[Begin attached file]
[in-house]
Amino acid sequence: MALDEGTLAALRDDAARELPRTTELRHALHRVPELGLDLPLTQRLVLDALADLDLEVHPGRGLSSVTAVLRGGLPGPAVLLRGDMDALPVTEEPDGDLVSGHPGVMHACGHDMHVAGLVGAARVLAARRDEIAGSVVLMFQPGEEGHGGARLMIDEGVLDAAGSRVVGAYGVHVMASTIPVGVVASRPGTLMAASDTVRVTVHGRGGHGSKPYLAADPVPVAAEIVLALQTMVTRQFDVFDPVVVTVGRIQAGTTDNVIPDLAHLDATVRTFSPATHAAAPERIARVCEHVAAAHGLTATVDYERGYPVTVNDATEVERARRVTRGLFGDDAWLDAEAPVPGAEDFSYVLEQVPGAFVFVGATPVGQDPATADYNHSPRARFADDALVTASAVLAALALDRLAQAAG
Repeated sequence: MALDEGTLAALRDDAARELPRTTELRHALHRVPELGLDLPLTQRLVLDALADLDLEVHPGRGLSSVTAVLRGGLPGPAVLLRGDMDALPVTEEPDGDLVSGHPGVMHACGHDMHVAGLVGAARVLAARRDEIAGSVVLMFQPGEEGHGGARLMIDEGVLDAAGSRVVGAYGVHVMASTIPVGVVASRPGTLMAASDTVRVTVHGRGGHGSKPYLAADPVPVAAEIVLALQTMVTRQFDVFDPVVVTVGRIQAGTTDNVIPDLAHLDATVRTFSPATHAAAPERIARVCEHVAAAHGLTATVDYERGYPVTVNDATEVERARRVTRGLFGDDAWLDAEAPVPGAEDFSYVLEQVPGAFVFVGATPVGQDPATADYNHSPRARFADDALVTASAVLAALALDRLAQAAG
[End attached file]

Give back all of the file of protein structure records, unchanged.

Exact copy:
[in-house]
Amino acid sequence: MALDEGTLAALRDDAARELPRTTELRHALHRVPELGLDLPLTQRLVLDALADLDLEVHPGRGLSSVTAVLRGGLPGPAVLLRGDMDALPVTEEPDGDLVSGHPGVMHACGHDMHVAGLVGAARVLAARRDEIAGSVVLMFQPGEEGHGGARLMIDEGVLDAAGSRVVGAYGVHVMASTIPVGVVASRPGTLMAASDTVRVTVHGRGGHGSKPYLAADPVPVAAEIVLALQTMVTRQFDVFDPVVVTVGRIQAGTTDNVIPDLAHLDATVRTFSPATHAAAPERIARVCEHVAAAHGLTATVDYERGYPVTVNDATEVERARRVTRGLFGDDAWLDAEAPVPGAEDFSYVLEQVPGAFVFVGATPVGQDPATADYNHSPRARFADDALVTASAVLAALALDRLAQAAG
Repeated sequence: MALDEGTLAALRDDAARELPRTTELRHALHRVPELGLDLPLTQRLVLDALADLDLEVHPGRGLSSVTAVLRGGLPGPAVLLRGDMDALPVTEEPDGDLVSGHPGVMHACGHDMHVAGLVGAARVLAARRDEIAGSVVLMFQPGEEGHGGARLMIDEGVLDAAGSRVVGAYGVHVMASTIPVGVVASRPGTLMAASDTVRVTVHGRGGHGSKPYLAADPVPVAAEIVLALQTMVTRQFDVFDPVVVTVGRIQAGTTDNVIPDLAHLDATVRTFSPATHAAAPERIARVCEHVAAAHGLTATVDYERGYPVTVNDATEVERARRVTRGLFGDDAWLDAEAPVPGAEDFSYVLEQVPGAFVFVGATPVGQDPATADYNHSPRARFADDALVTASAVLAALALDRLAQAAG